Oil prices rose in afternoon trading on Thursday after Opec+ kept policy unchanged at its ministerial meeting, agreeing to bring 400,000 barrels per day back to markets this month.
Brent, the international benchmark, rose 1.87 per cent to trade at $72.93 per barrel at 5.47pm UAE time. West Texas Intermediate, which tracks US crude grades, breached the $70 per barrel threshold, surging 2.26 per cent to trade at $70.14 per barrel.
Opec+, the oil exporters alliance headed by Saudi Arabia and Russia, has begun to taper a historic production restriction pact and plans to bring two million bpd back to the markets by the end of the year.
The group did not succumb to pressure from the White House, which last month urged producers to bring more supply to the markets.
In August, US National Security Adviser Jake Sullivan called on Opec and its allies to increase supply to stimulate demand and provide a buffer to high domestic petrol prices.
“Higher gasoline costs, if left unchecked, risk harming the ongoing global recovery. The price of crude oil has been higher than it was at the end of 2019, before the onset of the pandemic,” he said at the time.
Oil prices fell immediately after the decision by Opec+ on Wednesday evening as markets anticipated an influx of supply in the near future. Prices, however, held steady on Thursday.
"While the effects of the Covid-19 pandemic continue to cast some uncertainty, market fundamentals have strengthened and OECD [Organisation for Economic Co-operation and Development] stocks continue to fall as the recovery accelerates," Opec said after the meeting on Wednesday.
Conformity with output curbs reached 109 per cent in July, it said.
The group also extended the timeline for countries that produced more than their quota to make compensatory cuts until the end of December. The producers have been asked to submit their plans to make additional cuts by September 17.
"In what was a low stakes meeting, Opec+ unified around a singular message and maintained its incremental 0.4 million bpd monthly production hikes on September 1," said Ehsan Khoman, director of emerging markets research for Europe, the Middle East and Africa at MUFG Bank.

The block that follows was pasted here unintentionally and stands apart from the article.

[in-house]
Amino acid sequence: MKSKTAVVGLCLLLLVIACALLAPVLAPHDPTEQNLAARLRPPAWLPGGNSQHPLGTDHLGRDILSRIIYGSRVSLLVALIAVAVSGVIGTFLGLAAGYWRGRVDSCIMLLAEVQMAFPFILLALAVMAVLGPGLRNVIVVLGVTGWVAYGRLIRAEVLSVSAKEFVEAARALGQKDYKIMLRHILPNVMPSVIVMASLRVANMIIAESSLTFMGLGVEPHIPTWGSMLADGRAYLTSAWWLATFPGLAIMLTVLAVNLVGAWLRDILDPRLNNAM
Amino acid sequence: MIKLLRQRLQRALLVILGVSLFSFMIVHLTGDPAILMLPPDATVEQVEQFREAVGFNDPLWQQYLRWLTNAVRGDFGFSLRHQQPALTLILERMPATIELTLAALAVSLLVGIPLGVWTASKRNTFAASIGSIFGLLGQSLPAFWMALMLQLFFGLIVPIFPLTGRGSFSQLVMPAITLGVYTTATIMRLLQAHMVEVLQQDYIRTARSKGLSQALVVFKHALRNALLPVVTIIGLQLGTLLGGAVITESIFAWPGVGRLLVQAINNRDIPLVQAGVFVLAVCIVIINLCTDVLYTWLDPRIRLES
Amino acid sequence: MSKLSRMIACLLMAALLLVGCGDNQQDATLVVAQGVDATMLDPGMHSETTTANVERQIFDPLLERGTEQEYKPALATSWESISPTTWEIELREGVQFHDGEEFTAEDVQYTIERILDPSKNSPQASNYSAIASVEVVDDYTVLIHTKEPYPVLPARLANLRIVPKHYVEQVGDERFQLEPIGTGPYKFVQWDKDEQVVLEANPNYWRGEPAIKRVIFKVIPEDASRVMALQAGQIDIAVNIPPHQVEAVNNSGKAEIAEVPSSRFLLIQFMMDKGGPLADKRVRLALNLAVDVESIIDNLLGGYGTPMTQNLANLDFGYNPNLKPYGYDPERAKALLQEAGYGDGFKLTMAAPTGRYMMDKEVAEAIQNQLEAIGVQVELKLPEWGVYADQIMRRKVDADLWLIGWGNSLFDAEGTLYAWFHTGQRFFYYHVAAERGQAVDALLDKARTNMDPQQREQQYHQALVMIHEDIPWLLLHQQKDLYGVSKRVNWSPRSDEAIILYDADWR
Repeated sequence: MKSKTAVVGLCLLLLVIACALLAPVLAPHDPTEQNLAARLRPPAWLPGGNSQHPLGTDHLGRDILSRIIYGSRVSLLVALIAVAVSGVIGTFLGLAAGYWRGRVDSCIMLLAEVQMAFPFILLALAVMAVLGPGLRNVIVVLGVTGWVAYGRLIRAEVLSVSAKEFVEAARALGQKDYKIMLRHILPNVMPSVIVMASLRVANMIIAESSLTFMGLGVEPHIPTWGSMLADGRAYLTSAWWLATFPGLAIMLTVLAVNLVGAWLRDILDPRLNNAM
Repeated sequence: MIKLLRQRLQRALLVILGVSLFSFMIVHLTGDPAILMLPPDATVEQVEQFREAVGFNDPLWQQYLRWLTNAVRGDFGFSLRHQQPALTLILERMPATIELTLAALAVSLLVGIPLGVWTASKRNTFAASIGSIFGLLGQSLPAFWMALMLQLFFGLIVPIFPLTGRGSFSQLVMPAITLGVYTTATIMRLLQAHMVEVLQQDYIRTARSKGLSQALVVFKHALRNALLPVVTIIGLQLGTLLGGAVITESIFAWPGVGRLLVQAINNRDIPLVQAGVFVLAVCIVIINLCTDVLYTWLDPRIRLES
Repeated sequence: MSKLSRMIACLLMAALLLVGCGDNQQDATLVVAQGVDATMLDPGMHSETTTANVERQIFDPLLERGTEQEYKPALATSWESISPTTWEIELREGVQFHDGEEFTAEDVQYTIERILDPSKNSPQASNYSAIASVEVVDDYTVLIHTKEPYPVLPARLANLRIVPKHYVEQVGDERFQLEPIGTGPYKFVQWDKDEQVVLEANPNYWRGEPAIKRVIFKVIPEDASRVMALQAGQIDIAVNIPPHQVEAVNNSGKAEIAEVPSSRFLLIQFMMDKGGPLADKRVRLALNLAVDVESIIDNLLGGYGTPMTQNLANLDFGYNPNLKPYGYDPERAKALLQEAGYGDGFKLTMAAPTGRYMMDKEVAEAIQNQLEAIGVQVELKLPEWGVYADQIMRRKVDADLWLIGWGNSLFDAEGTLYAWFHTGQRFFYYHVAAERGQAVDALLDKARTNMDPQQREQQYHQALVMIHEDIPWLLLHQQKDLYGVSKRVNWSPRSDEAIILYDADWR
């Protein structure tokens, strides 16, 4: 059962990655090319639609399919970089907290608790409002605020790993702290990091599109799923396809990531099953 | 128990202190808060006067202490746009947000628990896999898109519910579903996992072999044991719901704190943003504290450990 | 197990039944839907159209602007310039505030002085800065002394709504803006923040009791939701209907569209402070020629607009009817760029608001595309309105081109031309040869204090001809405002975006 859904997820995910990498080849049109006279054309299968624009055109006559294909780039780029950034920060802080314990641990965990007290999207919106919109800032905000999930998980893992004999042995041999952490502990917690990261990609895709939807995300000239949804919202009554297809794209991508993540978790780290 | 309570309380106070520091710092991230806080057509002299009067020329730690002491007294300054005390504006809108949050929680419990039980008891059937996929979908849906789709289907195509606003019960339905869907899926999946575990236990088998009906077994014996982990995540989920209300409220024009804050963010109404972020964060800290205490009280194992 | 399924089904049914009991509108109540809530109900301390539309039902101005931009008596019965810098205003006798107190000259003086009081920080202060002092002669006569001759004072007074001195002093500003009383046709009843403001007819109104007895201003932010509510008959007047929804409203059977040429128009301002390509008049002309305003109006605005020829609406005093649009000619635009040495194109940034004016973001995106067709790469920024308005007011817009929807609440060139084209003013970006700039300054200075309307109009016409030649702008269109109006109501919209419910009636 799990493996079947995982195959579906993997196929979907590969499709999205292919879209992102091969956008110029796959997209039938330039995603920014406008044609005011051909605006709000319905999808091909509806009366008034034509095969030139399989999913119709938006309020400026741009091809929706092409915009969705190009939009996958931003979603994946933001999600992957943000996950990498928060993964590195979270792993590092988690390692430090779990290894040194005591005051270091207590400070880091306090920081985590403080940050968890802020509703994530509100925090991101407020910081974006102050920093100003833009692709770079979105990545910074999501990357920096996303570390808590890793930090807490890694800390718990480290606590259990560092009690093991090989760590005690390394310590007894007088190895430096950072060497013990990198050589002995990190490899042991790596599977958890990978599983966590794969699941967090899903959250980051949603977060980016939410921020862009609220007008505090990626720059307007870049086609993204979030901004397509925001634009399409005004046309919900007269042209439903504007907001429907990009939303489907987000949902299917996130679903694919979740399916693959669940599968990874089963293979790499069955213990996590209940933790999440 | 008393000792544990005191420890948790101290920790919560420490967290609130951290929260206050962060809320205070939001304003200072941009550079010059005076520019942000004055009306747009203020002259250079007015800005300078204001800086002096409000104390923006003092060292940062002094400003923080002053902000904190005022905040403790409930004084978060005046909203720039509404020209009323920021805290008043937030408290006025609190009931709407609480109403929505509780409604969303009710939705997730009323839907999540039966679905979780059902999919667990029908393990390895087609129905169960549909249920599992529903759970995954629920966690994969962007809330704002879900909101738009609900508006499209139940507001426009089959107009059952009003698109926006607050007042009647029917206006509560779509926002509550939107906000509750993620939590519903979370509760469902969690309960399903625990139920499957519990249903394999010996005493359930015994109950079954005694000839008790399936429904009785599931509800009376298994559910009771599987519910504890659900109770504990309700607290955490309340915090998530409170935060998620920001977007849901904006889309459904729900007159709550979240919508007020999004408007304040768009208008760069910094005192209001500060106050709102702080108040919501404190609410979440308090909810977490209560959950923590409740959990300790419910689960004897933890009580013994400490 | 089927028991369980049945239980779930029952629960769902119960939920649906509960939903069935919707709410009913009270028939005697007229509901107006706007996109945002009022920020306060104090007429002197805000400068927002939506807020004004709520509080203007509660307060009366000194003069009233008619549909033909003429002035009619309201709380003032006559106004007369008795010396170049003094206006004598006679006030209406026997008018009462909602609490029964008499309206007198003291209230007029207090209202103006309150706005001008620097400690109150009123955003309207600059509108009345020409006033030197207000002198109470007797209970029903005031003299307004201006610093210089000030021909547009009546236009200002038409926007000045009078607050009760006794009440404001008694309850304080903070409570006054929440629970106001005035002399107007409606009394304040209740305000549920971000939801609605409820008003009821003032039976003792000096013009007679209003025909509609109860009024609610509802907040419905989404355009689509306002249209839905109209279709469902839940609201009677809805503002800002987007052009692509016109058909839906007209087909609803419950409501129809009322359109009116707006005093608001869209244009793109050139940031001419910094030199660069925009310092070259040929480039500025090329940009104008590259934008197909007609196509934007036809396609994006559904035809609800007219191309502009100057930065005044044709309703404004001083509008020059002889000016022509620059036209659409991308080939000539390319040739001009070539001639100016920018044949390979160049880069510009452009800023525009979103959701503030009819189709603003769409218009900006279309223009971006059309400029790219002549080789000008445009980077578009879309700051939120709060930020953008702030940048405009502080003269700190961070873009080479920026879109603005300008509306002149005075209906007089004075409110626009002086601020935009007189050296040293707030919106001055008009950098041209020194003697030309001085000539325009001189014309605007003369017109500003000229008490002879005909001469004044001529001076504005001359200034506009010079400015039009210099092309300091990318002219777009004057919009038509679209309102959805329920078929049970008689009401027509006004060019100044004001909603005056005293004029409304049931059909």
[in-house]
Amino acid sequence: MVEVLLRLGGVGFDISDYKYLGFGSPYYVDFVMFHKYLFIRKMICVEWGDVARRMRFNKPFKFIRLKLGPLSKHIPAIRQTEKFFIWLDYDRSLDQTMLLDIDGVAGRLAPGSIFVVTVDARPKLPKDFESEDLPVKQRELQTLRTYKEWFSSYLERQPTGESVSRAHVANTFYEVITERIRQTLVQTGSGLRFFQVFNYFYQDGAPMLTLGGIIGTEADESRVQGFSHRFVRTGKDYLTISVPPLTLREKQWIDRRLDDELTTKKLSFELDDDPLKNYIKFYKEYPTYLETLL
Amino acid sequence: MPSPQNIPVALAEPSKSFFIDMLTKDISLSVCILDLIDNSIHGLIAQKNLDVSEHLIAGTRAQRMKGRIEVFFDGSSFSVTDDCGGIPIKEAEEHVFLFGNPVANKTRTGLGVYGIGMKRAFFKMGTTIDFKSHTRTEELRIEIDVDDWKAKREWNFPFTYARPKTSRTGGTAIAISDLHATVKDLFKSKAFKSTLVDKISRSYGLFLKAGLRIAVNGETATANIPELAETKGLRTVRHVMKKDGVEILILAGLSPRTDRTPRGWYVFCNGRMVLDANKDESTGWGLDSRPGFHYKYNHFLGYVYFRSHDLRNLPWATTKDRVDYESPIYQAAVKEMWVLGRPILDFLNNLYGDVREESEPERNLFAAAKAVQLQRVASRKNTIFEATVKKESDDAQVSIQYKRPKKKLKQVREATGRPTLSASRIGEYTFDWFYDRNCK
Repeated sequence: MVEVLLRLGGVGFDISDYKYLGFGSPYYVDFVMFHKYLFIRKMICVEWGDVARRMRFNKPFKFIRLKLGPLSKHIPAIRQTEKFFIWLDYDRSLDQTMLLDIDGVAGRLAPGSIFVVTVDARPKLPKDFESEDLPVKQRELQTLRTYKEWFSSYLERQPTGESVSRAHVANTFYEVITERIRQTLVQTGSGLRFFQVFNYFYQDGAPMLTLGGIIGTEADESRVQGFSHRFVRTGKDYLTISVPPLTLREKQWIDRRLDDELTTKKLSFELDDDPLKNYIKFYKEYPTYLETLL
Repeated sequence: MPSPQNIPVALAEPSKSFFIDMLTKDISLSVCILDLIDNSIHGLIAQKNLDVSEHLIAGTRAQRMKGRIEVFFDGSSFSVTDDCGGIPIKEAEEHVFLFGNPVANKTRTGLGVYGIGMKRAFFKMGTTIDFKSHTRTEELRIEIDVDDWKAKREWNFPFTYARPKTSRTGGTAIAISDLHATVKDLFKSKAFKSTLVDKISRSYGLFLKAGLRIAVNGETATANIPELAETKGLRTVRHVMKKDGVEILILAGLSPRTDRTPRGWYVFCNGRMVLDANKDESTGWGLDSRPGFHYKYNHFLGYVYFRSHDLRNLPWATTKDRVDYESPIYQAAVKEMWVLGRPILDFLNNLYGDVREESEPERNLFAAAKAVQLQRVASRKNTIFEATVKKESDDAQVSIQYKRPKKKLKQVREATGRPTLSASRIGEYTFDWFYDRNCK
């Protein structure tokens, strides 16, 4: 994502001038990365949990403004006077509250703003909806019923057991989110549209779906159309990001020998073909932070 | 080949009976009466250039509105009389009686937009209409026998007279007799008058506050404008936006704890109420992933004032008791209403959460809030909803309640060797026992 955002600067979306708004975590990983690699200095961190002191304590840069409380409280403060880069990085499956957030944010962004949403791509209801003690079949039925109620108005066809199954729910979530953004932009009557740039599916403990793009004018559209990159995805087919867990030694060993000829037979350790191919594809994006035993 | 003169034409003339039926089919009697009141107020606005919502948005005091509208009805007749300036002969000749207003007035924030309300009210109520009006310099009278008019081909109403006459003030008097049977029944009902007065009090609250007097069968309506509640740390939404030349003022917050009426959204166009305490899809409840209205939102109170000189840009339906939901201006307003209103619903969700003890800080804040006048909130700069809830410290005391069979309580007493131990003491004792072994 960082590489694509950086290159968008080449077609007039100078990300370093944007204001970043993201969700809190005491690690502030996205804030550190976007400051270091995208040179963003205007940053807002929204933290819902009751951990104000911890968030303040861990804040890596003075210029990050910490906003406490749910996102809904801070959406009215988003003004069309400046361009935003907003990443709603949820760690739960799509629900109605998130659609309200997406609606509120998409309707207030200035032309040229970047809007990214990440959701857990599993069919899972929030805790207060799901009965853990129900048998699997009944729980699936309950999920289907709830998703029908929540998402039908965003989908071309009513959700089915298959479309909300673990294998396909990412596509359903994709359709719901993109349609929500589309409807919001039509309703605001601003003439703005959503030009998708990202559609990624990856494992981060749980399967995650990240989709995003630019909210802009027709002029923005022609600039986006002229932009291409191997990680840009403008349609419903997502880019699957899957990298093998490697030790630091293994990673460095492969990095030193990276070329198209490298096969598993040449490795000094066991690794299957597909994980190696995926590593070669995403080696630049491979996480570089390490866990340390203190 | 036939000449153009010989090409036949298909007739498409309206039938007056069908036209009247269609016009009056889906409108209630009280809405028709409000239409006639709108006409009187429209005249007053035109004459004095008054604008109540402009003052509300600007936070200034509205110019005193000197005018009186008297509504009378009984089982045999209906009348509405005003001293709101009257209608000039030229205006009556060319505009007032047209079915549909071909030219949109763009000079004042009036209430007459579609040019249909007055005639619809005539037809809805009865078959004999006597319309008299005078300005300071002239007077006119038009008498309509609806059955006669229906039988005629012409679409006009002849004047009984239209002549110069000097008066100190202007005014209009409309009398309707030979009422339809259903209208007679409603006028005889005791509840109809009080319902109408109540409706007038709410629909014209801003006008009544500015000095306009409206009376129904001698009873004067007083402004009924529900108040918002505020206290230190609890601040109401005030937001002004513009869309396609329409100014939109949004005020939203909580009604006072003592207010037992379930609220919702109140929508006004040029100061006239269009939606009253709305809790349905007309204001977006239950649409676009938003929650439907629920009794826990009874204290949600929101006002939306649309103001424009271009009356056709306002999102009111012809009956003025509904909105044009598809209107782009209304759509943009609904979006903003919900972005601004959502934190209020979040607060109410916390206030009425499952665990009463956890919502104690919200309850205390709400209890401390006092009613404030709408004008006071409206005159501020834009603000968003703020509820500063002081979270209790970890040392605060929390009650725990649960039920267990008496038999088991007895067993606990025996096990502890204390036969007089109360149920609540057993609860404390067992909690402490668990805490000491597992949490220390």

"This will uphold the market in deficit over the autumn months, keeping time spreads in backwardation – bullish structure where near-dated contracts trade at a premium to later-dated ones – signalling supply tightness," he said.
The group's joint ministerial monitoring committee expects a surplus of 2.5 million bpd in 2022, which is expected to prevent a surge in oil prices.
Alexander Novak, Russia’s deputy prime minister and top Opec negotiator, said before the Opec+ meeting that the country, the largest producer in the alliance, could raise its supply over its quota limits.
Oil prices have been swayed by a weakening dollar and supply problems caused by the effect of Hurricane Ida on the US Gulf Coast.
"The inability to maintain support at $72 and $68, respectively, suggests that the downside remains the path of least resistance now," said Jeffrey Halley, Asia-Pacific senior market analyst at Oanda.
"It is also notable that the giant falls in US crude inventories and the production closures from Hurricane Ida have had no meaningful supportive impacts on oil prices," he said.
Opec+ will convene its next ministerial meeting on October 4.